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by Patty Cheffey
The Marion County Commission expressed their support for the tax increase proposal sought by Maple Lawn Nursing Home, the only county nursing home in Marion County.
Jesse Soondrum, nursing home admininstrator, and Lynn Blickhan, director of accounting, were present at Monday’s meeting to ask for the county’s support, not only verbally, but in helping get the word out about the seriousness of the need for more funding.
Also Monday, the commissioners cleared up information about ARPA funds to Douglass Community Services and heard reports.
According to Soondrum, Maple Lawn is asking for a 12 cent increase, from 13 cents to 25 cents per $100 assessed valuation. The 13 cent tax was set in the 1980s. Last year the nursing home had asked for a 35 cent tax increase.
“Last time it didn’t pass even though 35 cents is what other counties are getting,” he said. “This time we are sounding the alarms.”
Soondrum noted among the items which are in trouble at the nursing home is the fire alarm system which is outdated and cannot be repaired as no parts are available. In addition, many medical supplies and costs have increased.
“We barely made it through 2022 without going into our reserves, but I don’t think that will be the case this year,” he said.
Staffing issues are part of the problem, Soondrum said as the nursing home is not willing to compromise their standard of care to fill all their rooms.
“If we could do that (fill all available rooms), we would be in good shape,” Soondrum said, noting Maple Lawn is the only nursing home that gets involved in the community too. “We are designing our care to be for the families and for the community,”
The current 13 cents per $100 assessed valuation is bringing in about $770,000 a year for Maple Lawn, and the requested 25 cents will increase that by about 93 percent.
Currently Medicaid only reimburses the nursing home $173 per patient per day, but the home is spending around $220 per day to care for those patients.
“We are not trying to pull the wool over anyone’s eyes,” said Blickhan in expressing the desperate need for more cash for the nursing home to stay operational. “We’re just trying to be honest with people.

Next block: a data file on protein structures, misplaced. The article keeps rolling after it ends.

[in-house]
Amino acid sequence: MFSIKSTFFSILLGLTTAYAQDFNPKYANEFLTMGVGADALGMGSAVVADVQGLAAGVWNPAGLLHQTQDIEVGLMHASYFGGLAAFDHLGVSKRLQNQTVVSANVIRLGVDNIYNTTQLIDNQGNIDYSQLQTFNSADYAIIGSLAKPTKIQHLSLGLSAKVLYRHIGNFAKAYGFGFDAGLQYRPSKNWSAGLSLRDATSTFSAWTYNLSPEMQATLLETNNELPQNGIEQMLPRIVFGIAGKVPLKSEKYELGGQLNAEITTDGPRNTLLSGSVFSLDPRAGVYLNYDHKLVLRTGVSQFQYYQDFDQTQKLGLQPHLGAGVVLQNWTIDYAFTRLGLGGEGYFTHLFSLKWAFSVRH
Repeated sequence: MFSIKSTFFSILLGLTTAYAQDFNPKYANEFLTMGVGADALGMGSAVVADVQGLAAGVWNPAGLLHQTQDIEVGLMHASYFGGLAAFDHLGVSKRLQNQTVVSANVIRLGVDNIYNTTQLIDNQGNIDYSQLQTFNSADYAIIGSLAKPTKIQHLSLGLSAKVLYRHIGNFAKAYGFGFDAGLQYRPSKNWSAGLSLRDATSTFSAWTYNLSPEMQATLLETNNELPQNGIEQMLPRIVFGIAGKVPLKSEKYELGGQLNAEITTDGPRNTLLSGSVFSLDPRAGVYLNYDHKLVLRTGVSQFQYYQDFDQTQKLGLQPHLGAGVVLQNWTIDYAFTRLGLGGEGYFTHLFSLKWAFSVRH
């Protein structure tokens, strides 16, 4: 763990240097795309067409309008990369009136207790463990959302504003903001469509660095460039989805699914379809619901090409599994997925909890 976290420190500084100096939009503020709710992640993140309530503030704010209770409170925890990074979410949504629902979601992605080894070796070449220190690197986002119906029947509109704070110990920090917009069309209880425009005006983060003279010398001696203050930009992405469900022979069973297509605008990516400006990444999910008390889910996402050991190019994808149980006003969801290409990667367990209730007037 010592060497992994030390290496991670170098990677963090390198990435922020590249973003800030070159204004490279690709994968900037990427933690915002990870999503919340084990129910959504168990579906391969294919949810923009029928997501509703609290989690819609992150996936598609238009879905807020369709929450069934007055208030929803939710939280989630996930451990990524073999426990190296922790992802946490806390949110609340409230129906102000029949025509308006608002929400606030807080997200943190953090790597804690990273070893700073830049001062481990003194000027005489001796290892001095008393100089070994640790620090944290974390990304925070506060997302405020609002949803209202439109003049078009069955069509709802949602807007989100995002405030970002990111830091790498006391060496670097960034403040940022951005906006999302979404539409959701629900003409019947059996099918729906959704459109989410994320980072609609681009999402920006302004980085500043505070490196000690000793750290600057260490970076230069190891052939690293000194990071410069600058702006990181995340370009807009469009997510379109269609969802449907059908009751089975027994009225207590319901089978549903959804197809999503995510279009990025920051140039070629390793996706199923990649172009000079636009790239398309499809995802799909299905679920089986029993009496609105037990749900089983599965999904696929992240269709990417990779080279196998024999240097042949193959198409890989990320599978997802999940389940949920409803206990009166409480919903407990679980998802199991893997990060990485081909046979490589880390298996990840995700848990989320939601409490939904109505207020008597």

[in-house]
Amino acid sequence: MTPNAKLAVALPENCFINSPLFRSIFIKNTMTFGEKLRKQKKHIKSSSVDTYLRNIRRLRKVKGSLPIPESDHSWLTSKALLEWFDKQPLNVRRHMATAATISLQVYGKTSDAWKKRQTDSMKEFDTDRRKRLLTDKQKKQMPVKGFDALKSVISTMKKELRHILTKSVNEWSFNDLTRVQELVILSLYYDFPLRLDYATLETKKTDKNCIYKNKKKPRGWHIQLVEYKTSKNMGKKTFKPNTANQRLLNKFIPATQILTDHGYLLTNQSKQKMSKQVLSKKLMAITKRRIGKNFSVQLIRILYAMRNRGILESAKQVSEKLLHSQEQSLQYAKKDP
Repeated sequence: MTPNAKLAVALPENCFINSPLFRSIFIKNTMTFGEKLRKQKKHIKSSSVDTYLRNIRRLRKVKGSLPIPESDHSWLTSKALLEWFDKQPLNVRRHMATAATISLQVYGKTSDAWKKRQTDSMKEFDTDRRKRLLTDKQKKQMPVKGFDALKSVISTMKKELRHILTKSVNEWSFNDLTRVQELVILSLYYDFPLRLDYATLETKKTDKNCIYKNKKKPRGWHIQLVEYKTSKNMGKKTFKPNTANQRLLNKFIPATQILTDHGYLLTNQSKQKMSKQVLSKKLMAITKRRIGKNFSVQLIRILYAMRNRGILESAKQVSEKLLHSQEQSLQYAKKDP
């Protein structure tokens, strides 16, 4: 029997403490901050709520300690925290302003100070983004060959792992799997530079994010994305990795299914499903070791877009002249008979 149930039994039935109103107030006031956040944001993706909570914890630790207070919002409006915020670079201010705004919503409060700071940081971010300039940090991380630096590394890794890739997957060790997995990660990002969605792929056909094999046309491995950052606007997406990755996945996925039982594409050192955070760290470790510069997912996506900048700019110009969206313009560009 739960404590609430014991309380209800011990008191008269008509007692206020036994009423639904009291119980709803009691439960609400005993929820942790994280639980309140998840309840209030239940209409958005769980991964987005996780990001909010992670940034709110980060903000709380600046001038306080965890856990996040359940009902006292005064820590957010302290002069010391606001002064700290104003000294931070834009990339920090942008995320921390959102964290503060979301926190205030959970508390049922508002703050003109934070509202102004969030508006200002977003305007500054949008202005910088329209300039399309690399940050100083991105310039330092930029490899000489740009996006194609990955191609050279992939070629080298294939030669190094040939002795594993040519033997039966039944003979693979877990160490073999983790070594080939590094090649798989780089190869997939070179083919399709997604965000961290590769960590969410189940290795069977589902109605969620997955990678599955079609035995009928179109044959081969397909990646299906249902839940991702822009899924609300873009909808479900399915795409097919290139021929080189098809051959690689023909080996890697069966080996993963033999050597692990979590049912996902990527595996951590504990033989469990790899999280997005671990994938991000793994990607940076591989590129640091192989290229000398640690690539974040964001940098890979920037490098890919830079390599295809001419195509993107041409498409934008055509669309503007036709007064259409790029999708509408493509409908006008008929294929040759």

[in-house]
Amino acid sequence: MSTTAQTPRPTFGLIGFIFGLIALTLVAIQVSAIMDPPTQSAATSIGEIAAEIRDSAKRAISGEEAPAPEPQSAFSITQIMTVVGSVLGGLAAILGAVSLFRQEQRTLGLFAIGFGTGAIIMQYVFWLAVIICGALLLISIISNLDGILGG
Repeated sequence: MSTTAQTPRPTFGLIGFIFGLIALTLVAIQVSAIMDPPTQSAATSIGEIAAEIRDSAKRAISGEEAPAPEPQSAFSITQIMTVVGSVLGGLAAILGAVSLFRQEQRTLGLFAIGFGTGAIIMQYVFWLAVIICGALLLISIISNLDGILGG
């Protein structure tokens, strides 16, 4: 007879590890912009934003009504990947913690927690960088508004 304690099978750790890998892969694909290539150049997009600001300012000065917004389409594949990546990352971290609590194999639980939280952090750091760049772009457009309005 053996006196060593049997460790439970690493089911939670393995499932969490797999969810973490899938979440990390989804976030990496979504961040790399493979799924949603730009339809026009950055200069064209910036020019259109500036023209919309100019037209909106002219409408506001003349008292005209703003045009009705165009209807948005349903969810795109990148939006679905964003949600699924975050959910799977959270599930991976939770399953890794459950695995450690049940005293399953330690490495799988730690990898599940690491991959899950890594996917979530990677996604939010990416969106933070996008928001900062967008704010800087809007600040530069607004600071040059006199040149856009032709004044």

“Maple Lawn is in the bottom four of county nursing homes in the state for taxes,” she added.
In other business, the commissioners met with Cindy Hultz with the Mark Twain Regional Council of Government, who explained why the county appears to be the only way paying anything towards the Douglass Community Center’s new facility.
“The CDBG requires you to spend all your cash funds first, and the county is the only ones with cash in the game,” she said.
Douglass has received a $1 million grant through USDA, but those funds won’t be spent until Douglass gets back bids on the project.
“And we can’t put it out for bids until the engineering work is paid for,” Hultz said, noting that is where the county’s money is being spent
Hultz added it was agreed by the engineering firm that they would only be paid up to $134,400 until bids would be let for the project. The county is closing in on that amount.
The commissioners also heard from Teya Stice, improvement coordinator, who said the floor tiling for the Palmyra Courthouse will be selected and the installation date scheduled this week.
She also noted she had received a bid for the refinishing of the rest of the chairs in the Palmyra Courthouse, but it was tabled.
Mike Schaefer, highway supervisor, reported the waste oil furnace is on its last leg, but the department had hopefully patched it to get through the winter.
The commissioners advised him to go ahead and check out costs for a replacement just in case.
Commissioners also met with Chris Goclan with Woody’s Municipal Supply Company, who just introduced himself and the business, and with Chariton Valley for an update on the fiber optic work in the county.